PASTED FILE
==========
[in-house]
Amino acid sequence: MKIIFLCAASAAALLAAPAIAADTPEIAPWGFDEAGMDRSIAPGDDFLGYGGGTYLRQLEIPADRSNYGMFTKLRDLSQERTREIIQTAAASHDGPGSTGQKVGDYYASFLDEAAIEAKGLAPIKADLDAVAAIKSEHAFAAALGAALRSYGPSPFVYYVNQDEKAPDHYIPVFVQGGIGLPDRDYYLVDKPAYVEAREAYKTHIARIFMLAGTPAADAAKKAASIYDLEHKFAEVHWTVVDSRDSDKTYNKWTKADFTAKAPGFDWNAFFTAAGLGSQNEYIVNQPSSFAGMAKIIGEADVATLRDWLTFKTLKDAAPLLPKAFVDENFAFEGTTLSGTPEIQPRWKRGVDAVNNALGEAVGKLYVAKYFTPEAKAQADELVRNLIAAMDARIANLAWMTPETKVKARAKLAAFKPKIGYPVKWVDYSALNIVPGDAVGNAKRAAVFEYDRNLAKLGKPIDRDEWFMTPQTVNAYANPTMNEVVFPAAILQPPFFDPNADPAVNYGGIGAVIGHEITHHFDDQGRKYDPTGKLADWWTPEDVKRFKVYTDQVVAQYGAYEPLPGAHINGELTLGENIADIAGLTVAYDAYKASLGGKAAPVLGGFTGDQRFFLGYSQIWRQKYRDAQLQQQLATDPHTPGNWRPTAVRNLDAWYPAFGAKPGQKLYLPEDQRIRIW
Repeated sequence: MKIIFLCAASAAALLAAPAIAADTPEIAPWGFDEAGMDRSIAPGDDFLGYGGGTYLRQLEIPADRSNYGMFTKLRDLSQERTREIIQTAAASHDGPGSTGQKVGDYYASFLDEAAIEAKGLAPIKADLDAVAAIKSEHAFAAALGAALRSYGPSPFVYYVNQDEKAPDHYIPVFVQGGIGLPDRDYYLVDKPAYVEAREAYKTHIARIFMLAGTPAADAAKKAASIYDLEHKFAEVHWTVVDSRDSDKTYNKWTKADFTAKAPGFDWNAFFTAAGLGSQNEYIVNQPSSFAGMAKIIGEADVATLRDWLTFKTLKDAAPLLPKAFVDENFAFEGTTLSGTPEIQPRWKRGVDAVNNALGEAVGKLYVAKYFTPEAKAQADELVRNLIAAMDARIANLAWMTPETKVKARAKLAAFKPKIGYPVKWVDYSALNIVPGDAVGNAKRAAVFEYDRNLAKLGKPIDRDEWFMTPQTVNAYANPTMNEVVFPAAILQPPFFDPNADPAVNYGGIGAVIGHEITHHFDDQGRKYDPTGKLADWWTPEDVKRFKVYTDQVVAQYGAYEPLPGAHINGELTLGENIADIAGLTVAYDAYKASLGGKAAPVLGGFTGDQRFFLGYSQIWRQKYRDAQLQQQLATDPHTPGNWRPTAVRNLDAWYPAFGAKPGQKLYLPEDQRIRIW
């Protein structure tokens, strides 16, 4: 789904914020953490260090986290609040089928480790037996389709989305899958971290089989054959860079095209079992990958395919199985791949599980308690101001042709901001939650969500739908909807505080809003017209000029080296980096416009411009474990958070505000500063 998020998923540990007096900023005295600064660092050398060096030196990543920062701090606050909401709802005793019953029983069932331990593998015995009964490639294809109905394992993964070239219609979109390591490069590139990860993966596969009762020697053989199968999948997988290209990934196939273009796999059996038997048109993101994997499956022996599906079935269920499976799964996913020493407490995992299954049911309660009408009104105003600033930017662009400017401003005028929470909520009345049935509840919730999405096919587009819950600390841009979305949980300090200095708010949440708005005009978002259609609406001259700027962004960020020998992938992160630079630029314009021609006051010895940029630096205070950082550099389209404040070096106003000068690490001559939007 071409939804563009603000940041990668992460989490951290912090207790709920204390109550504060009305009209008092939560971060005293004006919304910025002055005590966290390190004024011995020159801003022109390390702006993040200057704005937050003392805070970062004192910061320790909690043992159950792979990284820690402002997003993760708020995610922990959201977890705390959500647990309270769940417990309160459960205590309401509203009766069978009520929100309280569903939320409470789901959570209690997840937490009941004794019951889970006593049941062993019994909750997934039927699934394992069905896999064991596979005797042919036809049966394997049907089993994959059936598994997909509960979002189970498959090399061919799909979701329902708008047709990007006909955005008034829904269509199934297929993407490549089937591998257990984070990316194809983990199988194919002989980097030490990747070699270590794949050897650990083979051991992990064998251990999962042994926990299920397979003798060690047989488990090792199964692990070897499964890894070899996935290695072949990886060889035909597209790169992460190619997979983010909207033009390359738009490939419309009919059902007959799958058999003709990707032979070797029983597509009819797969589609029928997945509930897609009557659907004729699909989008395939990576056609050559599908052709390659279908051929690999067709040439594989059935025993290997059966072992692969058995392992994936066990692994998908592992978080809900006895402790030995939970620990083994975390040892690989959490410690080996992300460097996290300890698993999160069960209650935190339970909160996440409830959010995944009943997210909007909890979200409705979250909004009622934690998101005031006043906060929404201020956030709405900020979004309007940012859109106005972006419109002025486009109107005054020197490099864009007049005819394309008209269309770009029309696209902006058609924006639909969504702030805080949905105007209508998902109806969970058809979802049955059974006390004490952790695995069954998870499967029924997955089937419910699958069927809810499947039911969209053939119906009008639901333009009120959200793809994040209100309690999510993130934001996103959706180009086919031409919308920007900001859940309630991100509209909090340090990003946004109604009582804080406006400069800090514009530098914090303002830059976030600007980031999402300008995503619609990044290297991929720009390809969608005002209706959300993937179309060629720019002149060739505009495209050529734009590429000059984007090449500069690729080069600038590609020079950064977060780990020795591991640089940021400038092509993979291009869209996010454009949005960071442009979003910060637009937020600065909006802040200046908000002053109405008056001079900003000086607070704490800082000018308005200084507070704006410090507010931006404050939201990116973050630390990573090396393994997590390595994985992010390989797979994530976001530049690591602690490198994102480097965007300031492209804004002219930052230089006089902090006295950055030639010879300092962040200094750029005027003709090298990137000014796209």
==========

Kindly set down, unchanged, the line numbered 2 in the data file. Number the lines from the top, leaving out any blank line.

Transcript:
Amino acid sequence: MKIIFLCAASAAALLAAPAIAADTPEIAPWGFDEAGMDRSIAPGDDFLGYGGGTYLRQLEIPADRSNYGMFTKLRDLSQERTREIIQTAAASHDGPGSTGQKVGDYYASFLDEAAIEAKGLAPIKADLDAVAAIKSEHAFAAALGAALRSYGPSPFVYYVNQDEKAPDHYIPVFVQGGIGLPDRDYYLVDKPAYVEAREAYKTHIARIFMLAGTPAADAAKKAASIYDLEHKFAEVHWTVVDSRDSDKTYNKWTKADFTAKAPGFDWNAFFTAAGLGSQNEYIVNQPSSFAGMAKIIGEADVATLRDWLTFKTLKDAAPLLPKAFVDENFAFEGTTLSGTPEIQPRWKRGVDAVNNALGEAVGKLYVAKYFTPEAKAQADELVRNLIAAMDARIANLAWMTPETKVKARAKLAAFKPKIGYPVKWVDYSALNIVPGDAVGNAKRAAVFEYDRNLAKLGKPIDRDEWFMTPQTVNAYANPTMNEVVFPAAILQPPFFDPNADPAVNYGGIGAVIGHEITHHFDDQGRKYDPTGKLADWWTPEDVKRFKVYTDQVVAQYGAYEPLPGAHINGELTLGENIADIAGLTVAYDAYKASLGGKAAPVLGGFTGDQRFFLGYSQIWRQKYRDAQLQQQLATDPHTPGNWRPTAVRNLDAWYPAFGAKPGQKLYLPEDQRIRIW